In turn, Christian Allard, Scottish National Party Member of Parliament, stressed that the recent Westminster austerity agenda is not popular in Scotland and equates to more people considering voting ‘Yes’ because of it.

“With independence, the people who care most about Scotland, the people who live in Scotland, will be taking the decisions about our future. It is difficult to see any negative consequences with the way present and past governments in London have squandered the income from our natural resources and made the UK one of the most unfair and unequal societies in Western Europe,” the politician explained.

According to him, Yes Scotland is very positive and heading the largest grass-roots movement ever seen in Scotland, while Better Together is running one of the most negative campaigns.

Commenting on Westminster Government claim that Scots would face roaming charges when south of the border, he said it is “a typical example of the negative campaign run by the “No camp;” not only one the Conservative MSPs as called the claim “a bit silly”, but also with the announcement of new EU rules forcing down roaming charges across the EU, the paper published by the UK Government is factually incorrect.”

Christian Allard believes that only a ‘Yes’ vote will bring greater power back to Scotland.

“As a Member of the Scottish Parliament who was not born in Scotland, I am very proud and delighted to be part of a grass-roots movement working towards a better future for our children and grandchildren. We have launched the French for Yes group last month reflecting on the fact that many people from different nationalities will vote. I look forward for our nation to regain its rightful place among all the other countries of the world,” he said.

John Lamont, Scottish Conservative Party politician, member of the Scottish Parliament, suggested that co-operation across borders is essential in the modern world.

“Scotland being part of the UK means we draw together our resources and work together with our closest neighbours as part of one, unified country. Within Britain, we have considerable influence internationally whether that be in the EU, as a permanent member of the UN Security Council or as a member of the G8,” the politician explained.

Moreover, he pointed out to a number of unanswered questions that surround independence.

“What conditions would be attached to our accession into the EU? What currency would we use and on what basis? How would our businesses adapt to divided regulatory and tax regimes?” John Lamont wondered.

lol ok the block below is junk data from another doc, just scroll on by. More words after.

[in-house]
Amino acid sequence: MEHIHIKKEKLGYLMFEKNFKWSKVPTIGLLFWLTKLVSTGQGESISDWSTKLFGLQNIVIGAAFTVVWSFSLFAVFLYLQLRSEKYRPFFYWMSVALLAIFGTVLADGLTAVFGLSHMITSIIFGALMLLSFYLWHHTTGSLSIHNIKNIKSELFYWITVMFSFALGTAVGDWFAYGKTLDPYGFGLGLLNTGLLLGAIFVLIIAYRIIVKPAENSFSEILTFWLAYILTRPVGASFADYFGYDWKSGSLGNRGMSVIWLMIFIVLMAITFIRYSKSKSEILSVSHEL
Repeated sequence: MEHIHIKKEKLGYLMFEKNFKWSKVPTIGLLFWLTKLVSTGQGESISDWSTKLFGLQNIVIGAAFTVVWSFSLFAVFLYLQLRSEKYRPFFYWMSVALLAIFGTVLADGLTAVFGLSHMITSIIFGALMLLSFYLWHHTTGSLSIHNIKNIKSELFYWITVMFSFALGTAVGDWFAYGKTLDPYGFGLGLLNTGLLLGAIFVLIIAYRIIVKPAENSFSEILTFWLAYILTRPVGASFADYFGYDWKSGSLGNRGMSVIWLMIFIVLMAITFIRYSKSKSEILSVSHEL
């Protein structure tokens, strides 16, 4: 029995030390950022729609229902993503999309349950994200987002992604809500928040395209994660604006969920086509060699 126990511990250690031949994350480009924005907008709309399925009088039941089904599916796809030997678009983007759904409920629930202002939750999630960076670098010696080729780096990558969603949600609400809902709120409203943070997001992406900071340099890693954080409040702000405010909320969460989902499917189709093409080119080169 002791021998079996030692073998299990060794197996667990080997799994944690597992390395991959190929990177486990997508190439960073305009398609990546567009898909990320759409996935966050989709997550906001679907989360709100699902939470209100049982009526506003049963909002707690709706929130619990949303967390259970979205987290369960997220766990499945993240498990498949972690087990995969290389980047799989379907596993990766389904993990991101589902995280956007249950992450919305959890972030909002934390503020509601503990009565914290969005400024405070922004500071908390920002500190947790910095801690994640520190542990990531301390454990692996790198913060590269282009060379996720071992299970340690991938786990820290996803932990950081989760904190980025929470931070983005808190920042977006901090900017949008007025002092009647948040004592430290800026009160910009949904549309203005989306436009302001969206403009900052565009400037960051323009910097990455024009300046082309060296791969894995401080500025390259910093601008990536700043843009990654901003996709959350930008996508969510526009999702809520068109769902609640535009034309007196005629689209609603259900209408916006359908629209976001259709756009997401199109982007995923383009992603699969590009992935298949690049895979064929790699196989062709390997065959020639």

He also added that the vast majority of opinion polls have shown Better Together increase its lead over Yes Scotland over the past year.

“Even Scottish Nationalists are now speaking out about the lack of coherent arguments being put forward by Yes Scotland and its failure to engage beyond its core vote,” the deputy noted.

“The UK Government has produced a number of highly detailed papers outlining the areas in which Scotland benefits from being part of the UK. The Scottish nationalists have failed to provide anything close to this level of detail so far. The UK Government’s document addressed – clearly and accurately – the full situation over mobile phone roaming fees. It shows a great deal of weakness in Yes Scotland’s arguments when they feel the need to consistently dismiss factual analysis as ‘scaremongering’,” he said.

In his opinion, dividing the UK is likely to leave all parts worse off. People across Britain do however accept that this is primarily a decision for the Scottish people to make, he stressed.

“Under the UK Government’s 2012 Scotland Act, a considerable batch of new powers over taxation, borrowing and other areas will be devolved to the Scottish Parliament between now and 2016. The Scottish Parliament was only created in 1999, and it is worth noting the considerable powers over important issues like health, education and policing which it already has.
Many people would prefer that their politicians focused more on these matters rather than engaging in constitutional debates,” John Lamont concluded.

Scotland became part of the United Kingdom in 1707. To date, it has the greatest degree of autonomy of the countries included in the UK: it has its own Parliament, Scots Law and the Church of Scotland.

The Scottish Government intends to hold a referendum on the issue of independence from the United Kingdom on 18 September 2014.